Fire Brigades Union demands ‘Fair Pay or Fire Strike’
- New data reveals chief fire officers paid six figure salaries while frontline firefighters rely on food banks
- Fire Brigades Union strike consultative ballot closes Monday 30 January
- Restrictive anti-union laws mean the ballot will only take place through the post despite postal strikes
Fire service union bosses in Manchester say their members are being forced to rely on food banks and in some cases take on extra jobs as the threat of industrial action looms.
Freedom of Information requests have shown severe pay inequalities within the Fire and Rescue Service. Notably GMFRS’s Chief Fire Officer being paid £172,205.15 in 2022 while a frontline firefighter was paid £32,244.
This pay disparity was emphasised in November last year when firefighters were offered a 5% pay increase, which they have since rejected.
This move is leaving firefighters and control staff no choice but to take on additional jobs and use food banks to provide for their families.
The Fire Fighters Charity is taking matters into its own hands to help all serving and retired members to live happier and healthier lives. They offer support, advice, fundraise for those in need and they have also set up recycling banks.
Fire Brigades Union ballot
There are just three weeks left until the Fire Brigades Union (FBU) strike ballot draws to a close. After this, industrial action will be announced depending on the results of the ballot. Many are wondering what will happen next.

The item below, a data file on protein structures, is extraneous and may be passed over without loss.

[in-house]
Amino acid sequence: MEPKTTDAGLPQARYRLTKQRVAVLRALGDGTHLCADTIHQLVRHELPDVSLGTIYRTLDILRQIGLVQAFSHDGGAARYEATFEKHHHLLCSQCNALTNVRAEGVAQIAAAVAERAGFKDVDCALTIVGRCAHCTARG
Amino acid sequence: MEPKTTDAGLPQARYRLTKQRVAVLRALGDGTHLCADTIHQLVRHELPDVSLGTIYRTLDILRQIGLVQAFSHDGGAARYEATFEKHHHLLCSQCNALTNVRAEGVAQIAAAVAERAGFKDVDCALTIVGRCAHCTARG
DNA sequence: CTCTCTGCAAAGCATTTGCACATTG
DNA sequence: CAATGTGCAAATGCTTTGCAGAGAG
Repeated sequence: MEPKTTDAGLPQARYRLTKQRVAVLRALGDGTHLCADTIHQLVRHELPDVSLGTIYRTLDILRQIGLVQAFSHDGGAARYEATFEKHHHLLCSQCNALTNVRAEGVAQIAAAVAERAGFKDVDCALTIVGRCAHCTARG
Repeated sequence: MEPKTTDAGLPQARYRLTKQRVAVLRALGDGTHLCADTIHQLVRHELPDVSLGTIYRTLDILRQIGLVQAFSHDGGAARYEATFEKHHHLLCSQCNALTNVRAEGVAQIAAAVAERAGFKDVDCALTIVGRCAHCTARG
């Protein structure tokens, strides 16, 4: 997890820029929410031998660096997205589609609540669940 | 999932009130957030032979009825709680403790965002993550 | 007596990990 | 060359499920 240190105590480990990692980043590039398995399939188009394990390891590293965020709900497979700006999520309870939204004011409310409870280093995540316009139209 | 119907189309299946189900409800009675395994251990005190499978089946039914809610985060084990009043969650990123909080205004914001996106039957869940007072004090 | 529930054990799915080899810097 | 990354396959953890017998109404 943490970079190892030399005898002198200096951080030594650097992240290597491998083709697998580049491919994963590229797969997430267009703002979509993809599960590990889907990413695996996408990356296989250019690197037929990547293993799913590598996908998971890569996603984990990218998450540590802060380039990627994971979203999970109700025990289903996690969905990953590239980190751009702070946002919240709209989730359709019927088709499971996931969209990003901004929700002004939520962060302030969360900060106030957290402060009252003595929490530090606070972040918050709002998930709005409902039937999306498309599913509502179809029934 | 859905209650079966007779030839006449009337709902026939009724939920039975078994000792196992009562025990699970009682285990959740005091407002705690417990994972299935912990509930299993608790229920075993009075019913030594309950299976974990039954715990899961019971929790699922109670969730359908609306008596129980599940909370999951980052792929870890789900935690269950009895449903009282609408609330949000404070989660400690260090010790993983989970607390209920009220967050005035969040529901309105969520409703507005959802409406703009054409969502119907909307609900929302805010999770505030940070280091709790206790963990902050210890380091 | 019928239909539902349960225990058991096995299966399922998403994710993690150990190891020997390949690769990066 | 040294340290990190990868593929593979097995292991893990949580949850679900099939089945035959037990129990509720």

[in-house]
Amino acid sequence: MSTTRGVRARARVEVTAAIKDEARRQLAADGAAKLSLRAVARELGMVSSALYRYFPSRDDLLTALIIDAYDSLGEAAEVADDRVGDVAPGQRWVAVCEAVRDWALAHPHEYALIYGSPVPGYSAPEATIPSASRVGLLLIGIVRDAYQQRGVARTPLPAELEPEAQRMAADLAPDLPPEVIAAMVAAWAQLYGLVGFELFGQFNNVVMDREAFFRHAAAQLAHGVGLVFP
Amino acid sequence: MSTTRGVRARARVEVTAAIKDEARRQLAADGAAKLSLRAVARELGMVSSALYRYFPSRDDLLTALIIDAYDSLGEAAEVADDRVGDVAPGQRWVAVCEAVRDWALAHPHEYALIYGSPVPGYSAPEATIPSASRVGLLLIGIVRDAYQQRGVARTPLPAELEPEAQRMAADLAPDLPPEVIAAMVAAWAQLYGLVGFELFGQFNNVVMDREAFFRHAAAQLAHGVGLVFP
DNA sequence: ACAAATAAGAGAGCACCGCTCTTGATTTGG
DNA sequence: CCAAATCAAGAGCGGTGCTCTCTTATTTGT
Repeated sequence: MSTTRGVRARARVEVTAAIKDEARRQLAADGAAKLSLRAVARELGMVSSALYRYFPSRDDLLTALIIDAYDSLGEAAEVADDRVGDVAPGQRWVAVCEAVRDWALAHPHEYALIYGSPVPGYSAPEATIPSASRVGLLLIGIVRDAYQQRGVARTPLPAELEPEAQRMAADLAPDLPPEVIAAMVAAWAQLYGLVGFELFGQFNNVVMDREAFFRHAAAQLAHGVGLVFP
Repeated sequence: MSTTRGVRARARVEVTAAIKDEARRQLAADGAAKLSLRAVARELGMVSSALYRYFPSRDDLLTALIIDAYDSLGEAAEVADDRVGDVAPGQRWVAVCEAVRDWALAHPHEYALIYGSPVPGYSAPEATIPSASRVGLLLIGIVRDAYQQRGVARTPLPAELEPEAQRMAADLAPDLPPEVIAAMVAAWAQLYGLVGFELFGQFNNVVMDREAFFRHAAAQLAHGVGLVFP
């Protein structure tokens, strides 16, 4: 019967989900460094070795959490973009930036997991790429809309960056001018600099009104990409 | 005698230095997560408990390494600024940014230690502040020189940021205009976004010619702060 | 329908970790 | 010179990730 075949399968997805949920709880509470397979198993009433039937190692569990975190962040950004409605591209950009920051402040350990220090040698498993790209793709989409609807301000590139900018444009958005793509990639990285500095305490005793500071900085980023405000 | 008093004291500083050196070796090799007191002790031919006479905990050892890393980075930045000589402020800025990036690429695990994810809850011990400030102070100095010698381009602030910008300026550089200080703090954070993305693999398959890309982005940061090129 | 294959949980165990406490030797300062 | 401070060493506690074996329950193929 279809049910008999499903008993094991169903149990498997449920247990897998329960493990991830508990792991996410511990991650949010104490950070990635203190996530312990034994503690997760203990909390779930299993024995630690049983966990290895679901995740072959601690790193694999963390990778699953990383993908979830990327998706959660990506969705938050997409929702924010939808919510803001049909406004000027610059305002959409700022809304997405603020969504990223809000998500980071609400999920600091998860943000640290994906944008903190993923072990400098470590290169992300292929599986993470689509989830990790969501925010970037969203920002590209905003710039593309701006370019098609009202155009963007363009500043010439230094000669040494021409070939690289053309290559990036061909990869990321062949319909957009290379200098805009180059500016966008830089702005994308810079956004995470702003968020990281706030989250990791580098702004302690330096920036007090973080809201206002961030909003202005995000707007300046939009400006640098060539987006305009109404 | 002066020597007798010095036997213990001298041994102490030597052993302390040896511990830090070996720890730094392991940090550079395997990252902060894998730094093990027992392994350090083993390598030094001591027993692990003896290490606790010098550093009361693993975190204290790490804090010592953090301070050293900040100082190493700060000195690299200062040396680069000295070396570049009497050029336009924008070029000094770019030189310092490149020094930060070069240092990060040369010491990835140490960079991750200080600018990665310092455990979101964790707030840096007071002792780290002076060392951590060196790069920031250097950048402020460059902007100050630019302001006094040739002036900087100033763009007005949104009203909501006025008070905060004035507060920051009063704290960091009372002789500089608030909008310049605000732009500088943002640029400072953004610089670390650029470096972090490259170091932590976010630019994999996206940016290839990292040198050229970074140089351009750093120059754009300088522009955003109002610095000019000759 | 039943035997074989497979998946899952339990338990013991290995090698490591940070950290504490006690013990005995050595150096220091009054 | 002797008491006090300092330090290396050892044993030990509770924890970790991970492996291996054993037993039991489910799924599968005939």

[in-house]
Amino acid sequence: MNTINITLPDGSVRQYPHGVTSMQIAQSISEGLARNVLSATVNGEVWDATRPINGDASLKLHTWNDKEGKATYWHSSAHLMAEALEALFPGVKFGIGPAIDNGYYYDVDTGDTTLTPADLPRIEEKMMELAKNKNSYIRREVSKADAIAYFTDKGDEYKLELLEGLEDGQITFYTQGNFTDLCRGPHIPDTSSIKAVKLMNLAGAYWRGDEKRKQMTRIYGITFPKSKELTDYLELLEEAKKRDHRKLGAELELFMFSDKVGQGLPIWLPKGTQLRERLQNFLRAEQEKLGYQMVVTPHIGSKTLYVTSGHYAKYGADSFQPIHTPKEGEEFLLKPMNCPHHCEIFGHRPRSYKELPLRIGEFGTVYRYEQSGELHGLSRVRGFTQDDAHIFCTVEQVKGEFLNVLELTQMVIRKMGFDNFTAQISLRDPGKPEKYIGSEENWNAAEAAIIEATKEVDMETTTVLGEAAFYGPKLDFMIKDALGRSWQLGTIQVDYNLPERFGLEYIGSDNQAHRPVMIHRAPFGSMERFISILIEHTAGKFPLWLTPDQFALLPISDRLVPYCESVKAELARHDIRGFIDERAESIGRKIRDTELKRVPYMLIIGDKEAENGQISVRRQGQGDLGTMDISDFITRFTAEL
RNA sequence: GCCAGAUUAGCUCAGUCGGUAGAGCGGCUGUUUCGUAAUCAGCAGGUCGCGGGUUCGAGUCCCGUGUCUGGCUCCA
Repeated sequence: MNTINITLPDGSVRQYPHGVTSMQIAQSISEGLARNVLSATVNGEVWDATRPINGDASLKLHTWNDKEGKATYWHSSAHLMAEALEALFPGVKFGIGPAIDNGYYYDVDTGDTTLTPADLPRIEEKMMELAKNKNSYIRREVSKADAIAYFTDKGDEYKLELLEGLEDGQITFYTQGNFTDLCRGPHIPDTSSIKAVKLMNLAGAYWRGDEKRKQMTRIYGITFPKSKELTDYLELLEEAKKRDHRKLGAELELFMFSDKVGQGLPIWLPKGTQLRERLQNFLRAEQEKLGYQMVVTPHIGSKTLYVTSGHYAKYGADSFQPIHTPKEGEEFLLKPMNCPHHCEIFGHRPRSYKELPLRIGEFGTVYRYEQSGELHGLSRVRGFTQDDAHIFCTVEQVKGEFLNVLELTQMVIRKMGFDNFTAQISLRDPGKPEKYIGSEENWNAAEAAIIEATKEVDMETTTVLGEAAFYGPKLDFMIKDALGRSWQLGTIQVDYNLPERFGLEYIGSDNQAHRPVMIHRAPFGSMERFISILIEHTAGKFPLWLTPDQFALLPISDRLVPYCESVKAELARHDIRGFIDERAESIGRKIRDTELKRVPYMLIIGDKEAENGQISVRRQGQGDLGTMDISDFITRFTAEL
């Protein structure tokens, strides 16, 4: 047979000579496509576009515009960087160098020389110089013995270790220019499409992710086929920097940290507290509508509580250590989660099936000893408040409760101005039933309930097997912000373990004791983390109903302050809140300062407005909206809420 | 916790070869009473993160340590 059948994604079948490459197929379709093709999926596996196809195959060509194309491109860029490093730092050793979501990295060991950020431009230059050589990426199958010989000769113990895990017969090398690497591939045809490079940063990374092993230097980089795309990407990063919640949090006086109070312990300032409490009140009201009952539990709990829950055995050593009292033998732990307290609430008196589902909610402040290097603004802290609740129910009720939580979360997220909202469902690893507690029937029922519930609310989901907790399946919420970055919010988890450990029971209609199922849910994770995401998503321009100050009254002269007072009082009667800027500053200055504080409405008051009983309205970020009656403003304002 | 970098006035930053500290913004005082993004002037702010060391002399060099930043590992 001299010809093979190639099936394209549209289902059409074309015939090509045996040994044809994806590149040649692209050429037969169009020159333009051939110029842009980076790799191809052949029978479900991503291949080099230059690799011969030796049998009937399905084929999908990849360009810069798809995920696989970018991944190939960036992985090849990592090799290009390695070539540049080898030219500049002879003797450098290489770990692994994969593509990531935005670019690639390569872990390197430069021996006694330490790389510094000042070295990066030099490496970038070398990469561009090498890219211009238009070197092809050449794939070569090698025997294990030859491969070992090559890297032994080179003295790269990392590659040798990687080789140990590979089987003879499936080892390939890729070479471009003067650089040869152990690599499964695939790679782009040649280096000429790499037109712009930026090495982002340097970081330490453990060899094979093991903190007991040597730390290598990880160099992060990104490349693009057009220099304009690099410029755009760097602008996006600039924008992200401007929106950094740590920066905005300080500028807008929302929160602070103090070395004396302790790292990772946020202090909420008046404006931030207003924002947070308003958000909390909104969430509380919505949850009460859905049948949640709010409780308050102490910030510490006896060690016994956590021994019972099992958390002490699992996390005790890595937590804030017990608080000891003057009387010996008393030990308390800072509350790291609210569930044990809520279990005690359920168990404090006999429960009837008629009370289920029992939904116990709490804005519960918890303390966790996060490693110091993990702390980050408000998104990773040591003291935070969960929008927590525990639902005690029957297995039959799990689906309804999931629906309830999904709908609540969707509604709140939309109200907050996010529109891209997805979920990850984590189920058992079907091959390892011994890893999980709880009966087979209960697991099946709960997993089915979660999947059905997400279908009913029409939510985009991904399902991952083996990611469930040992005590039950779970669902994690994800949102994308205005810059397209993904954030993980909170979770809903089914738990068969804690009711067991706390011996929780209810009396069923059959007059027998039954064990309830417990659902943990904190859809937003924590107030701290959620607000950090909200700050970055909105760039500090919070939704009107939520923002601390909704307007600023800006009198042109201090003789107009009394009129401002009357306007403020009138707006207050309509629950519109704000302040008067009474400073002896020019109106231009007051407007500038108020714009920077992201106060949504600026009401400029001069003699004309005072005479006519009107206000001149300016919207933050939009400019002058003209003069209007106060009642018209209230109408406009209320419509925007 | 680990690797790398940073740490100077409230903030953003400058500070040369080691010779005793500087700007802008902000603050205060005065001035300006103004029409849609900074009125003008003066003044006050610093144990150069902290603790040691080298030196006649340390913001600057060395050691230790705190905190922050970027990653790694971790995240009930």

Matt Wrack, Fire Brigades Union general secretary, has said that strike action will always be a last resort.
When asked what the FBU are doing, Wrack stated: “We are doing everything we can to secure a decent offer [of pay]. We have held talks with and written letters to many different parties. But no such pay offer has been forthcoming.
“We look forward to receiving a pay offer from them that addresses the cost of living crisis firefighters and control staff are living through. We have been mandated by our members to fight for pay that they can live on and will do that.”
If a national strike were to happen, it would be the first strike in the Fire and Rescue service since pension action between 2013 – 2015 and the first on pay since 2002 – 2003.
The government has made its thoughts on strikes clear.
PM Rishi Sunak has called strikers a threat to hardworking families. Meanwhile Conservative MP Brendan Clarke-Smith has received criticism for suggesting that firefighters need to learn how to ‘budget and prioritise’.
Restrictive anti-union laws
According to the Fire Brigades Union, managers have told their employees that pay could be affected if they take industrial action.
Further to this, restrictive anti-union laws have meant that the ballot is postal-only. FBU urges firefighters and control staff to get their ballots in as soon as possible and #VoteYes to #FairPayorFireStrike.
During the first lockdown, firefighters and control staff were integral in supporting emergency services and stop them from feeling overwhelmed. Their temporary responsibilities included medicine delivery and body retrieval.
The GMFRS Headquarters Media team have been contacted but are yet to comment.